While mathematician Mileva Marić Einstein (1875–1948), actively participated in the formulation of the theory of relativity, the mathematician Milutin Milanković (1879–1958), originator of climate astronomy, was born in Dalj along the Danube near Novi Sad. The first edition of his book, ’Kroz vasionu i vekove’ (Through Distant Worlds and Time), was published in Novi Sad by the Matica Srpska. In addition to two mathematicinas, the third protagonist of Zeniteum :: 2022 is Ljubomir Micić, with his modernist reinterpretation of the Balkan man, implemented in the concept of ‘Barbarogenius’. The ceremony’s set design (aesthetics) is based on a reinterpretation of the historical avantgarde, i.e. a

post-gravitational reinterpretation of Constructivism and Suprematism. With the bold scenographic use of the Banovina building designed in the Bauhaus style, which looks like a ship sailing on the Danube, the idea of modern Novi Sad will be reinterpreted in the post-gravity and avant-garde stage expression, with which Zeniteum :: 2022 will implement the vision of the European Capital of Culture: ‘The Beginning of New. Now!’. Marking the year 7530 according to the ‘folk’ calendar, we travel to the biblical ‘Flood’ according to which Noah saved the living world on earth with the help of the famous Ark. In the context of ‘Zeniteum :: 2022’, Noah’s Ark will be transformed into a spaceship, and Brašovan’s Tower will be a symbol of space travel through the scientific and artistic heritage related to Novi Sad. The musical part of the play, performed by a choir of twenty singers/actors, will be a homage to the famous Serbian composer Ljubica Marić, and the libretto is written by Dragan Živadinov himself.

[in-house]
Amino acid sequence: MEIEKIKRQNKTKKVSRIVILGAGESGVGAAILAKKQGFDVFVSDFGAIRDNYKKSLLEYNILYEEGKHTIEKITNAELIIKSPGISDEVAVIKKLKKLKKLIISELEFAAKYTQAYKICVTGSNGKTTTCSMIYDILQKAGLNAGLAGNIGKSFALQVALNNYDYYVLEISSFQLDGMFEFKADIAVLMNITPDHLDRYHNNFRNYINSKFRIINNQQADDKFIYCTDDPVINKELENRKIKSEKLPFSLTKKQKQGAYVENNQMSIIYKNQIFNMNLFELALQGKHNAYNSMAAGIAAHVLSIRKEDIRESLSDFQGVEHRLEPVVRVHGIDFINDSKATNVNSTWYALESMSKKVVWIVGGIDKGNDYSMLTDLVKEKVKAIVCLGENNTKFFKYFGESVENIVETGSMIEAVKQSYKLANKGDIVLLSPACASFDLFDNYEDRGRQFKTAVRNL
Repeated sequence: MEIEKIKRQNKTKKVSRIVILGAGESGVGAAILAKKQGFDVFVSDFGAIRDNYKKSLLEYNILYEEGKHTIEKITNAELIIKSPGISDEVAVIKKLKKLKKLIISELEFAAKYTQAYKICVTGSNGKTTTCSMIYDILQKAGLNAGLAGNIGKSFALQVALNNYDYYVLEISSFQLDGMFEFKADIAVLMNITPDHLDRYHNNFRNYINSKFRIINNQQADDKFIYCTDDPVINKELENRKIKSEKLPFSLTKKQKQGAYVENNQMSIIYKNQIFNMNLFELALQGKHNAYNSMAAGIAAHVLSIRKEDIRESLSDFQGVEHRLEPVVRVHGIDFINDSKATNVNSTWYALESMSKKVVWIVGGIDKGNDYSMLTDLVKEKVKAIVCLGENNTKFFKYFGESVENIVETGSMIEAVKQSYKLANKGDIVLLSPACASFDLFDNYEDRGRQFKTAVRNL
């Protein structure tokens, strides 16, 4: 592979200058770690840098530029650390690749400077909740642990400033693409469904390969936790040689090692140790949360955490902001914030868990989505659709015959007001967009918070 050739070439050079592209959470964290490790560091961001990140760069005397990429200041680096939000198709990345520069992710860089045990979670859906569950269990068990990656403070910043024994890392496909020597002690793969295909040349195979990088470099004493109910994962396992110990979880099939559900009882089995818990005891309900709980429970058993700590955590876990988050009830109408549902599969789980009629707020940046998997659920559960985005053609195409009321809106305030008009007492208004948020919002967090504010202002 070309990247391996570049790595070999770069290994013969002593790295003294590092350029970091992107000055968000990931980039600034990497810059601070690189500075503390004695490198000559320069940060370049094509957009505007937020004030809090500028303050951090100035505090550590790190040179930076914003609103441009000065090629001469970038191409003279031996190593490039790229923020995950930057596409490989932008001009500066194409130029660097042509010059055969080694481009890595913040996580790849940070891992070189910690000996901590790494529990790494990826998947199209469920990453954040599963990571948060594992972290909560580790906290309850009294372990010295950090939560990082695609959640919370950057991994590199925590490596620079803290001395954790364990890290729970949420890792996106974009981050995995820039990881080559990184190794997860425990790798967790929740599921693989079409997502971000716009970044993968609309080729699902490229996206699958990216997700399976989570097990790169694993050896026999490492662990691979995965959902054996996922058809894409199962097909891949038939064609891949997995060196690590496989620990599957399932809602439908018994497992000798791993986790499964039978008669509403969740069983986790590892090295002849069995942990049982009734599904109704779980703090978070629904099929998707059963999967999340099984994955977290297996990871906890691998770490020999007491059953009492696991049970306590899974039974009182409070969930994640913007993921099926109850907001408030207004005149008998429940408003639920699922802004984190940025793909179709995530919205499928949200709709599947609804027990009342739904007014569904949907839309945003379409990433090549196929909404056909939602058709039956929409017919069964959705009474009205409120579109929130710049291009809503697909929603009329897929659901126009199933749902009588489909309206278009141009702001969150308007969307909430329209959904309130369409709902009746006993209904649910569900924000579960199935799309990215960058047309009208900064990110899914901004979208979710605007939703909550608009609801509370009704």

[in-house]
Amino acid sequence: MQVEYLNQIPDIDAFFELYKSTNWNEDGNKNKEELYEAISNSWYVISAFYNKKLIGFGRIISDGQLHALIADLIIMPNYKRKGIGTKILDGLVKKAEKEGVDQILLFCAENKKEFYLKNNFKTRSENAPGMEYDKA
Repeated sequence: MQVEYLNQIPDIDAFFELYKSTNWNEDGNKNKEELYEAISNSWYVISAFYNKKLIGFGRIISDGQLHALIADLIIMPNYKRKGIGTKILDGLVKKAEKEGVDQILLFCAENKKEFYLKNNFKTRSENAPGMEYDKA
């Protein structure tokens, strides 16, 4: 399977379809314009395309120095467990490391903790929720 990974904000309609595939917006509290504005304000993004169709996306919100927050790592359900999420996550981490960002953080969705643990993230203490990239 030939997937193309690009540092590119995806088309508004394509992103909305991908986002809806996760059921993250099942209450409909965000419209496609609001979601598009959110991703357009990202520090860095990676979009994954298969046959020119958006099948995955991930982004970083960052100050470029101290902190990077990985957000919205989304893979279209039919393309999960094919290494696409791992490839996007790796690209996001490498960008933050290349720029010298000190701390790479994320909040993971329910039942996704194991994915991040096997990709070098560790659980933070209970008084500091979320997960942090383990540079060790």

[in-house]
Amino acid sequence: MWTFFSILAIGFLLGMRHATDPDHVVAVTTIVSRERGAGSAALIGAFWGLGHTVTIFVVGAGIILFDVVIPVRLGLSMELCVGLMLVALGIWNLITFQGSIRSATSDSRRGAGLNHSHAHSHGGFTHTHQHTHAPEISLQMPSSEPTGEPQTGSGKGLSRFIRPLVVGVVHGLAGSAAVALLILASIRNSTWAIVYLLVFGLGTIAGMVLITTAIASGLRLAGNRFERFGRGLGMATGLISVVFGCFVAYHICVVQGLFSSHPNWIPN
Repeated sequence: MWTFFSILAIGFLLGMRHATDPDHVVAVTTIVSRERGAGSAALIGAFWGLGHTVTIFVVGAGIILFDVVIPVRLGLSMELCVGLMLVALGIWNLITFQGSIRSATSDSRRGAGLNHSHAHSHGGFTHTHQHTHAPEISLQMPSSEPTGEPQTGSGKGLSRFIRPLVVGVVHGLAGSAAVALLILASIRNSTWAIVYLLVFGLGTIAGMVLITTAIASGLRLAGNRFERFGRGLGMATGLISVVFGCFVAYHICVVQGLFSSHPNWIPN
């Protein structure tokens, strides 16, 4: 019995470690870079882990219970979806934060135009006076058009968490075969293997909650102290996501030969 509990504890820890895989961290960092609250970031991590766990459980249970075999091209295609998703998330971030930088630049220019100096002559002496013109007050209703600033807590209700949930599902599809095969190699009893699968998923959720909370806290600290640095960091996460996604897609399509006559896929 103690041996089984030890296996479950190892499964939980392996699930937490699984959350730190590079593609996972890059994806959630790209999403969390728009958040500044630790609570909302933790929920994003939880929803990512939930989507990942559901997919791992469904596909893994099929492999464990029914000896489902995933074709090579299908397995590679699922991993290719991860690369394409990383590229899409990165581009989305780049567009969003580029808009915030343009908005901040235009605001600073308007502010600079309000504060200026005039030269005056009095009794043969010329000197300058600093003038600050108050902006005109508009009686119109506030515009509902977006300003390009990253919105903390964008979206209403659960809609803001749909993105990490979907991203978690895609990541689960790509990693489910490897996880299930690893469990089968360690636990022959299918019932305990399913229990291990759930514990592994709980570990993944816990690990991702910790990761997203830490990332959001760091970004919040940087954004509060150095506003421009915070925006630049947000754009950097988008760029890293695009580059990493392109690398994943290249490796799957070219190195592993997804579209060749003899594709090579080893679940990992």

After the great performance of the opening ceremony, which combines many artistic and scientific traditions, both local and European, the celebration of 7530 continues at more than 50 locations in the city. Novi Sad residents and their guests will have a chance to hear some of the world-famous performers who will perform for the first time in Novi Sad on 13 January. Among them is one of the world’s most famous fado singers from Portugal, Carminho, whose first album has already reached the platinum release and who is the winner of the Golden Globe for best performer. Apart from her, that evening we will be able to hear the most famous French cover band ‘Nouvelle Vague’ with their world-famous arrangements of music hits, as well as American singer-songwriter Chrysta Bell, star of the ‘Twin Peaks’ series and muse of David Lynch, who brings us her dreamy pop hits.